Industry Group Urges Congress to Extend CARES Clause to Reimburse Government Contractors

Ricardo Reitmeyer/

The Professional Services Council called on Congress to extend Section 3610 authority in order to sustain the contracting workforce in a letter to leadership Thursday. 

Congress should extend compensation assistance related to the coronavirus pandemic for the federal contracting community, a key industry group said in a letter to Congressional leadership Thursday. 

The Professional Services Council, an industry organization representing businesses that support federal agencies, called on Congress to extend Section 3610 of the Coronavirus Aid, Relief, and Economic Security, or CARES, ACT until December 31—or the end of the pandemic, whichever comes later. 

While federal workers are getting paid regardless of whether they can access their offices, compensation for contractors who both cannot go into the office and cannot do their work remotely is not guaranteed. The CARES Act money enables federal agencies to reimburse contractors so that they can pay these employees. 

“Section 3610 is essential to preserving the cohort of highly skilled workers and key personnel, many with high-level security clearances, that has taken decades to assemble,” David Berteau, president and CEO of PSC, wrote in the letter. 

Berteau told Nextgov these highly skilled workers may move to the private sector permanently if they don’t get paid through the pandemic. 

“It’s not in the government’s interest to lose the access to those people,” Berteau said. “Even with high unemployment rates really skilled people can go to work somewhere else pretty quickly, and then we’d never get them back into the government.”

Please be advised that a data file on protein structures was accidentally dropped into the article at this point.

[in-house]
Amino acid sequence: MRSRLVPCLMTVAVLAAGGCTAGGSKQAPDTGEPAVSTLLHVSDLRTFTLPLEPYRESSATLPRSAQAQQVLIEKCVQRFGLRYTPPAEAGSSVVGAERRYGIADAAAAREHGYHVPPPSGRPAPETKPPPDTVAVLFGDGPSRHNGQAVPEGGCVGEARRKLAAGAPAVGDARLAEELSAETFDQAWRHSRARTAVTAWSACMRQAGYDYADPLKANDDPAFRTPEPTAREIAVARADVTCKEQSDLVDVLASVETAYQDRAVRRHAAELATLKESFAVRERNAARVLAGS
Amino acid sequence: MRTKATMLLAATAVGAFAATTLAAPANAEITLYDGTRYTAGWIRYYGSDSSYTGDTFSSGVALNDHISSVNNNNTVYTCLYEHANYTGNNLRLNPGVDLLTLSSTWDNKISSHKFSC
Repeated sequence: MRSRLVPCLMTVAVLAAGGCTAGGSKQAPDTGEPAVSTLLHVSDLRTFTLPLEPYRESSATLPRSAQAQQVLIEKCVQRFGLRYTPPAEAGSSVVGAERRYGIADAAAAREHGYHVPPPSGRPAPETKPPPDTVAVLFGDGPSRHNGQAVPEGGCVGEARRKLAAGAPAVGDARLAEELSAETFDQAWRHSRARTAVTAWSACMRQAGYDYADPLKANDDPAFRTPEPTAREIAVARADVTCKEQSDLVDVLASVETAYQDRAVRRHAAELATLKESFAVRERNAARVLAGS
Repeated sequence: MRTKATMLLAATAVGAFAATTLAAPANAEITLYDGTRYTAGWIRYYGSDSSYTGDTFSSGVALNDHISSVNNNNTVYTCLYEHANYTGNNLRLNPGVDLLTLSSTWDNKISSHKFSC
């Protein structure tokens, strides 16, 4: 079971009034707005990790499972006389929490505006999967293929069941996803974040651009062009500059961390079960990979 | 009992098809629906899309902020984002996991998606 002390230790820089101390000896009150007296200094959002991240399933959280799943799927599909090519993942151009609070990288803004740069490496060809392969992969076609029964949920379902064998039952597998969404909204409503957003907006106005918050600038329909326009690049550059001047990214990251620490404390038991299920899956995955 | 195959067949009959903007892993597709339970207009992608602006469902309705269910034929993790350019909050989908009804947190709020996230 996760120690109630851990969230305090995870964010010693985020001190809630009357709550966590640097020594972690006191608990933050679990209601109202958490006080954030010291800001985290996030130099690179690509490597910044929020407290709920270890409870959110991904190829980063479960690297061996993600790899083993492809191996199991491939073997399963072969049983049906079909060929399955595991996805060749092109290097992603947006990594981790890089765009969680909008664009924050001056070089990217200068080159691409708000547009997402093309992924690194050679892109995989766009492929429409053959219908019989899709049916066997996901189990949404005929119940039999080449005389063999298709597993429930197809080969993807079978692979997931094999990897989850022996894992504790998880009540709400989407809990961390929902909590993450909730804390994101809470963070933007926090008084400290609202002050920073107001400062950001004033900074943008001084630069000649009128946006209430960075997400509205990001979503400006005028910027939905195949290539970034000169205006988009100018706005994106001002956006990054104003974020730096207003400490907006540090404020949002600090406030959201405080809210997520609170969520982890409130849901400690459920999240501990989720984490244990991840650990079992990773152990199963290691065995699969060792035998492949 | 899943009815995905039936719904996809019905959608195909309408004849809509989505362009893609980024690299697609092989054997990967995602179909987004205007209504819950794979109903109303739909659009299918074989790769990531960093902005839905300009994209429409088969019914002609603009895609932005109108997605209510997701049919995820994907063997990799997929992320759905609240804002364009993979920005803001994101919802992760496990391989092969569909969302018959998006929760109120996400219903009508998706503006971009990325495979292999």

Currently, the CARES Act funding that helps keep the contracting personnel in a ready state, meaning they are available to return to work if an agency deems that work of a high enough priority, is set to run out September 30. But with no coronavirus vaccine in sight, it’s unclear whether the workforce will be able to return to the office by that time. 

A failure to reimburse contractors past the September 30 deadline would destabilize the contracting workforce in a similar to recent government shutdowns, according to the letter, because it could also lead to furloughs in layoffs.  

PSC urged Congress to add an extension of Section 3610 to the next available piece of legislation. Berteau said he hopes the extension will be attached to the next coronavirus stimulus package—pointing to the bill that is currently being marked up by the Senate—that makes it through both houses of Congress. 

The letter also highlighted problems with divvying up funds from the CARES Act, indicating guidance from federal agencies hasn’t always been timely. But the letter stressed that at the end of the day, making sure funding continues at all is critical. 

“You can’t wait until after October 1 to extend it,” Berteau said. “Because if you get a gap, you’re going to end up losing people one way or the other.”